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Day 2 in El Salvador - the UCA

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Day 2 – Thursday June 16

Slept well – a good 8 hours. Got ready and went downstairs at 7am and moved to the patio with my computer. I figure 1 ½ hours of work before the immersion day begins. I answer some email – uh-oh – a student says they cannot see the homework assignments I set up the day before. I try to check the course website to find out what is going on. The Internet connection is soooo slow and I feel I am back in the 1990’s with a 56K modem. But the assignments are there but I did not set one up correctly for the students to upload their assignments. I fix the assignment on both class websites and email the students the corrections.

We get on the bus at 8:45am and head down the hill to the University of Central America, UCA, pronounced ‘ooka’ by the locals. We go into a nice brick building and I am struck by how pretty it is inside, with an atrium-style courtyard and breezeway. We go into a small classroom that barely fits the 13 of us to watch the documentary Enemies of War.  The film brings to life some of the people and images we read about prior to our trip, and we will meet some of the people interviewed. The film includes the story and struggle of a typical campesino (peasant) and his family who fled the death squads and fought the rebels. Parts of the movie brought tears to my eyes – it was moving and graphic, showing the dead unsanitized as is usually the case back home.

We leave UCA and drive about 35 minutes to a squatters camp called Oscar Romero. There we find a community of 75 families who are trying to make a subsistence living on a few acres of land. We are regaled by several leaders of the community of their tale of woe. Having lost everything in the earthquakes of 2001, over 200 families take over a piece of government land. They hear that the government will help build houses for landowners who lost their homes in the earthquake. But there’s the rub – they lost their homes but did not own the land. So they took over some government land in the hopes of getting help. The story that emerges is one of corrupt government bureaucrats and ever changing requirements. A large cement company is buys an adjacent parcel of land for several dollars, yet the same government agency tells these people that it will cost them over $8000. Evidently, the agency thinks they will never come up with the money, but a foundation helps them and they come up with the money. Surprise, surprise! The land is no longer for sale but is being deeded to another government entity. After years of battles with agencies and government committees, the group, now down to 75 families, buys the land. But their troubles don’t stop there. Now the government is refusing to supply the community with clean drinking water and children die of dysentery and other water-borne diseases.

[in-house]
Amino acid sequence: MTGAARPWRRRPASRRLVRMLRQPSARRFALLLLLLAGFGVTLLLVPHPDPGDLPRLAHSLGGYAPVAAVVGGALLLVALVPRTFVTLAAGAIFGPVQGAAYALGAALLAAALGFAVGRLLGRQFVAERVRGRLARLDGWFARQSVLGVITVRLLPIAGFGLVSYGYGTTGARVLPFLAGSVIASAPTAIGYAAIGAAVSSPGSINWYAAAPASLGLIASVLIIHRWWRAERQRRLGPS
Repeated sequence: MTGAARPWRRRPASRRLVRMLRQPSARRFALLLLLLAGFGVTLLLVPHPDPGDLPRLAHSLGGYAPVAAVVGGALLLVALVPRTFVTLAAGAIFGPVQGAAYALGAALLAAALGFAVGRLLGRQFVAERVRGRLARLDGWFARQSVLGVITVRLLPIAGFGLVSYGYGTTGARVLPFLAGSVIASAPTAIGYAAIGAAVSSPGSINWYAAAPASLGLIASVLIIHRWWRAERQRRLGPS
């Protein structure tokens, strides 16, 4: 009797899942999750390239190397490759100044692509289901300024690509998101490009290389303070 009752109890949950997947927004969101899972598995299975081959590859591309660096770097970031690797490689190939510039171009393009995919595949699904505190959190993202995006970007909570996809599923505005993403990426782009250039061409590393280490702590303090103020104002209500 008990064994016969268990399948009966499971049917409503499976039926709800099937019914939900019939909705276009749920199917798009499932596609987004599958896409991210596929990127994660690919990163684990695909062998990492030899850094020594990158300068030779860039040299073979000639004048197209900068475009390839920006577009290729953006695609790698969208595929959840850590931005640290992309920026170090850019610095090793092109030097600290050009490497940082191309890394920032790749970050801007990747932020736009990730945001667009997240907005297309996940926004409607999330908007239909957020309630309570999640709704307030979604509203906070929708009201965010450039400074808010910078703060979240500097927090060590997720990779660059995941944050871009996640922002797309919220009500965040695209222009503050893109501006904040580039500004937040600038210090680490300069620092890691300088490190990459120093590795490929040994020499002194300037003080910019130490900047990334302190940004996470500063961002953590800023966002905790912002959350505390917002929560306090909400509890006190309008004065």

I leave with a greater understanding of how a nation such as ours that is governed by the rule of law makes life and living so much easier. How do you bring a concept such as the rule of law to entire peoples who have entirely different traditions. Latin American nations such as El Salvador have over 400 years of corruption, brutality, and a division of classes. Might makes right, and I do not have any simple answers…

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